It was just unexpected. After living in this small Midwestern town for a few years, I had nearly forgotten the perpetual state of suspicion and cynical disregard for life’s fellow travelers that marked living in bustling East Coast environs. Walking home from church not long ago, two teenagers drove by, and the one on the passenger side hoisted the single-digit signal of disapproval. Amazing how quickly the old reactions take over. At least the discipline of these years kept me from verbalizing, but my mind was certainly whirring with some unsanctified sensations. That was painful.
I think we get cursed more than we ever know – because don’t we curse others more than we keep track? The wisest man in the world acknowledged:
“Also, do not take seriously all words which are spoken, lest you hear your servant cursing you. For you also have realized that you likewise have many times cursed others.” (Ecclesiastes 7:21-22 NAS) and, “Furthermore, in your bedchamber do not curse a king, and in your sleeping rooms do not curse a rich man, for a bird of the heavens will carry the sound, and the winged creature will make the matter known.” (Ecclesiastes 10:20 NAS)
Whether it’s shouting at your team’s opponents or media pundits on TV, muttering about customers at the super-mart or fast food servers, cursing comes as naturally as noshing nachos. It’s not good, and it does not bode well for us spiritually.
Jesus has some things to say about this. I love this, because Jesus tells us not only what the solution is but how to do it:
"But I tell you who hear me: Love your enemies, do good to those who hate you, bless those who curse you, pray for those who mistreat you…. "Do not judge, and you will not be judged. Do not condemn, and you will not be condemned. Forgive, and you will be forgiven.” (Luke 6:27,28, 37NIV)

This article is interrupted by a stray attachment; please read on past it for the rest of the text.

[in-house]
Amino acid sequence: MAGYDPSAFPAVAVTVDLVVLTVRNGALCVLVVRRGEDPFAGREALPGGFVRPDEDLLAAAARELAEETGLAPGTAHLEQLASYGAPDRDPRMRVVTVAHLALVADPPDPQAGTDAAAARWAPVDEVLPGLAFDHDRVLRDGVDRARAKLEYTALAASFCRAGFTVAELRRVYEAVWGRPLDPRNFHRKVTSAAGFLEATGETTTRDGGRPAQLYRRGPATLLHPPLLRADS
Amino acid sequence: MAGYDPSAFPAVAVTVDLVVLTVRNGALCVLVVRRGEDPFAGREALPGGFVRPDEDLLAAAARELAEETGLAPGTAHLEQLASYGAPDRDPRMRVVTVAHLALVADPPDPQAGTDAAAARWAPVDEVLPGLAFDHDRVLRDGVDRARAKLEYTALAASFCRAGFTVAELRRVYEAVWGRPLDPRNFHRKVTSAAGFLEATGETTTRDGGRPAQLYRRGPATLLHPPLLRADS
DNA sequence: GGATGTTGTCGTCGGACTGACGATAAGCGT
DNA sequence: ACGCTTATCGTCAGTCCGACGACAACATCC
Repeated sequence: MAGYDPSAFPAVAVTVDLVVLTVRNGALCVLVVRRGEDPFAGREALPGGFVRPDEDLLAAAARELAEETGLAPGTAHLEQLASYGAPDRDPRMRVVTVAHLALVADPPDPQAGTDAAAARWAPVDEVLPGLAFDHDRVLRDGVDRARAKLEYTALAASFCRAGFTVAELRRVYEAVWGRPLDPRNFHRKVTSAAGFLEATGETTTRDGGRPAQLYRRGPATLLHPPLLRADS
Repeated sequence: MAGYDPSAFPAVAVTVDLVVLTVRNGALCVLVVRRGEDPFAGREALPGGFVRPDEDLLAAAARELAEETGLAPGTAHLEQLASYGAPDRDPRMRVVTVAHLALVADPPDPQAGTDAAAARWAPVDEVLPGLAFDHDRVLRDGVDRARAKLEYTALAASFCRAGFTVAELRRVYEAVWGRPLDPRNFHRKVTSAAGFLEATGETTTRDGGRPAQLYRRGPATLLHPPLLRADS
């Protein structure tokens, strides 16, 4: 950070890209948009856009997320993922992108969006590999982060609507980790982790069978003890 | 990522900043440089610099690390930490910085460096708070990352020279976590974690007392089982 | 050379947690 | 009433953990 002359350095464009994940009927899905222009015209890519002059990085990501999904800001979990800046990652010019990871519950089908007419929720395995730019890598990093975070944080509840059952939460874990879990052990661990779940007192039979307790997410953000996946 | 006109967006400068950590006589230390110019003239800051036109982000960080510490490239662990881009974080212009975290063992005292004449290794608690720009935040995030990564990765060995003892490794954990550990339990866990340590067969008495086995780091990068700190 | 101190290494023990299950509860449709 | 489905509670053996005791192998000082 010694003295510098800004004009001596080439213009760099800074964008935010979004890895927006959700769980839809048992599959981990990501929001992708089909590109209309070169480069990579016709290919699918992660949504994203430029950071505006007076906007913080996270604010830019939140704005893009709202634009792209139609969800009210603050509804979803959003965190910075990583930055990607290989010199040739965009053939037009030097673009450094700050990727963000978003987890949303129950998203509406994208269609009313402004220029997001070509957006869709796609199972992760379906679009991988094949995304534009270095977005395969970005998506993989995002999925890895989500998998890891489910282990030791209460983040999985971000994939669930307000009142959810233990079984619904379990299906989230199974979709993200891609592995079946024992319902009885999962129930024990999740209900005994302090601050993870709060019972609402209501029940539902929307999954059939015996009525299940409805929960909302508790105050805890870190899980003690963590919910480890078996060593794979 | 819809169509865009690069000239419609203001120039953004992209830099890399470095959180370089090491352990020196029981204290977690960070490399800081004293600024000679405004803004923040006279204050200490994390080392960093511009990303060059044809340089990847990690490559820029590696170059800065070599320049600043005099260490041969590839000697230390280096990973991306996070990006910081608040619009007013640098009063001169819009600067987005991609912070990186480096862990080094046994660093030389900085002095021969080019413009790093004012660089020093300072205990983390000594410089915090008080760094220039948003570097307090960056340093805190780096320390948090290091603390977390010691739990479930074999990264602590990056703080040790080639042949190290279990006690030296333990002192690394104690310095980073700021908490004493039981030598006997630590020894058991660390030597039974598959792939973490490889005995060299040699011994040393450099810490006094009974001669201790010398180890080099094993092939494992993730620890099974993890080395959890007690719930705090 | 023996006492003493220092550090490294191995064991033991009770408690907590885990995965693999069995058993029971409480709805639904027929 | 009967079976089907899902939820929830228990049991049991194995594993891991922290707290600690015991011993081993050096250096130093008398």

There is an important law of spiritual consequences here: there is spiritual reciprocity. When we judge others and condemn others, we bring condemnation on ourselves. When we forgive others, we are released from the debt which is ours before God.
But come on, that’s difficult. I’d say impossible. Love the way Jesus loved? Only through the love of Christ given to us, do we even have that to give.
“Bless those who curse you and pray for those…” It took me a long time to learn: this is literal and not figurative. In one seminary class we had to pray for our enemies each week. At first it was like a grudging kid’s prayer: ‘God bless Chrissy and Jamie – oh and that rat, Bobby…’ Then I got creative. ‘God bless them with the full weight of Your conviction – let them know how sinful they are being, and bless them with the gift of repentance...” (read in self-righteous and angry tones). It was only after some time that I started calling out real blessings –what you might pray for yourself and your loved ones. Pray THAT for your enemy.
It’s like giving donations: do you give up those old torn sweatpants that your wife wants you to throw out anyway, or that can of pumpkin leftover from five Thanksgivings past? Or do you donate new clothes that you wanted and go buy your favorite food to give to the food bank?
Would you pray the best of what you desire for the worst of your enemies? That’s eye opening. Correct that: that’s soul enlarging. That’s ‘Kingdom come’ kind of stuff. Find out that when you do that? God changes you. You may begin to realize how He sees them, remind you what He wants to accomplish in them, and hit home how far you are still from His standard of judgment, how you wouldn’t or couldn’t comprehend that unless Jesus demonstrated that.
Which is His point. Because then He gets the glory.
Next time you catch yourself cursing or being cursed, would you pray and bless? That’s what He does for you.